One+one makes a family
Growing numbers of single American women are adopting children in the US and abroad.
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Initially, Bowden shared a nanny with another family. Elizabeth also spent time at a family day-care home. In those early months, Bowden recalls, she was "tired all the time." She also had to adjust her social network. "Some friends are more accommodating than others when you abandon them for a period."Skip to next paragraph
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Although she gradually reestablished the network, the process was hard.
She and other single parents emphasize the importance of lining up outside support and including men - grandfathers, uncles, friends - in their children's lives. When Bowden must work in the evening, a friend who is Elizabeth's godfather picks her up. "He adores her and so does his wife. It's a male role that's important for her."
Adoption specialists also encourage parents to establish cultural links with their children's native country. Five of the six families who traveled to China with Bowden live in the Chicago area. They get together often to enjoy Chinese-oriented activities with their daughters. This includes celebrating Chinese New Year and "Gotcha Day," the day they picked up their infants.
When Linda Hill of Pocatello, Idaho, began considering adoption in the mid-1980s, she focused on South American countries that accepted single women. Working with an agency in Texas, she chose Peru. She spent a month there, adopting a 2-month-old daughter in February 1988. But the baby became ill and died a year later.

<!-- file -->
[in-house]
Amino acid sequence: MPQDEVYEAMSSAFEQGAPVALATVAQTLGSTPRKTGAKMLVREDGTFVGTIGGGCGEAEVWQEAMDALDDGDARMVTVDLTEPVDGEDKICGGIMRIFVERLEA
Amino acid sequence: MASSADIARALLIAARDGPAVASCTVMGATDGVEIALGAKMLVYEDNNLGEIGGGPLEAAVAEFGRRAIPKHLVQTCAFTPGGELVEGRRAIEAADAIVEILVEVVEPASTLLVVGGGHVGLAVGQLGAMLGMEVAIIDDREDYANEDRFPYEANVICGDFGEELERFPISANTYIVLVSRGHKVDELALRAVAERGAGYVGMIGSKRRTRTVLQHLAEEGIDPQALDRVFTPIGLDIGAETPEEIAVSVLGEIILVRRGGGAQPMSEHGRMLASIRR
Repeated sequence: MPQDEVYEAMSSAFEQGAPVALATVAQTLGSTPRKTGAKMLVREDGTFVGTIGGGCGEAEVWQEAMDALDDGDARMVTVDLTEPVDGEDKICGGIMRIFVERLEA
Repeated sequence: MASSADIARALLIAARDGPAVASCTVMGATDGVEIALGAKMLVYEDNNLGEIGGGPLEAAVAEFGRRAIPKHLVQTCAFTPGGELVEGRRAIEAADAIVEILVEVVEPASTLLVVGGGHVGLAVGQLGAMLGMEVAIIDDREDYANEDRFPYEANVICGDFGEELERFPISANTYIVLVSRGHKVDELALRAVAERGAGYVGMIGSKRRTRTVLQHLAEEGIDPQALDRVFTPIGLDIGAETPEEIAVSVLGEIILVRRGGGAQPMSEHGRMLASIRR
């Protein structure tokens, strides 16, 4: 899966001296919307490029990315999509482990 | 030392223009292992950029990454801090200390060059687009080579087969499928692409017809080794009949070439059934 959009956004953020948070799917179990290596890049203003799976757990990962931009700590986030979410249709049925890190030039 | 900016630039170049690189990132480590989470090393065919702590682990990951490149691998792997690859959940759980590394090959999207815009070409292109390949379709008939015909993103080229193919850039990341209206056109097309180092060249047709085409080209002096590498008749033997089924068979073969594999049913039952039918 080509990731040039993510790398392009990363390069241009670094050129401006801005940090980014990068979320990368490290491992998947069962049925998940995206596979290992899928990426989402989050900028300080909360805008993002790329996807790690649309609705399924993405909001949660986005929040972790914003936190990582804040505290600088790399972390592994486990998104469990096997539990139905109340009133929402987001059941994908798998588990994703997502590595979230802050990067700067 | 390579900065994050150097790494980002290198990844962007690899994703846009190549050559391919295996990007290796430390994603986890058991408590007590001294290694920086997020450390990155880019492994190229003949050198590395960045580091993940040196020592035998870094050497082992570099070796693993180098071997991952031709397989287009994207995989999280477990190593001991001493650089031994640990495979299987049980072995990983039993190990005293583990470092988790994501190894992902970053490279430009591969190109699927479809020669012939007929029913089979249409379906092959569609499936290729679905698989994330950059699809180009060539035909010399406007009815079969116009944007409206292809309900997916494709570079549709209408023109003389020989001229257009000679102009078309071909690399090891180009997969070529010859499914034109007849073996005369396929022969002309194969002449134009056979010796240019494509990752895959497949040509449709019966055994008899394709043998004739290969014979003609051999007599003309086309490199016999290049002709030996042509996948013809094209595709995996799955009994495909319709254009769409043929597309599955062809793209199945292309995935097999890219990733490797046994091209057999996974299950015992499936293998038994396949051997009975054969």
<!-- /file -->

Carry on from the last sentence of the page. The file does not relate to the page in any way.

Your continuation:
Ms. Hill, director of admissions counseling at Idaho State University, started over. In May 1990, after three months in Peru, she adopted a 6-month-old girl, named Rosa by her birth father.
"As much as we're emotionally prepared to be a parent, you can never totally comprehend the impact [children are] going to have on your life," Hill says.
Noting that the first adoption cost $15,000, she adds, "I knew I would be in debt for a good part of my life, but I knew why I would be in debt."
For some single women, adoption creates a mixed-race family. Eliana, a professional woman in the San Francisco Bay area who does not want her last name used, adopted a daughter from Haiti in December 2000.
As an older, single white mother with a dark-skinned child, Eliana has become keenly aware of the complexities of transracial adoption. Such matches, she says, "require a lot more thinking, planning, and reflection than would otherwise be the case."
Betsy Burch, executive director of Single Parents for Adoption of Children Everywhere (SPACE) in Boston and the adoptive mother of four black children, now grown, finds a lot of support for adopting transracially. But, she adds, "I don't encourage people to do that who are not certain about it."
Among black women, adoptions tend to be within the US. At the Black Adoption Placement and Research Center in Oakland, Calif., which handles only domestic adoptions, 40 percent of placements are to single black women. Most are professionals between the ages of 30 and 50. Although some of them request babies, executive director Gloria King finds that many are open to adopting 3- to 5-year-olds. Most of the children have special needs.
Other unexpected challenges can come in adopting older children. Agencies caution that the older a child, the longer the adjustment can be. Children who have spent years in orphanages can exhibit what experts call "institutional behavior." Because they have never lived in a family, they do not know what a family structure is.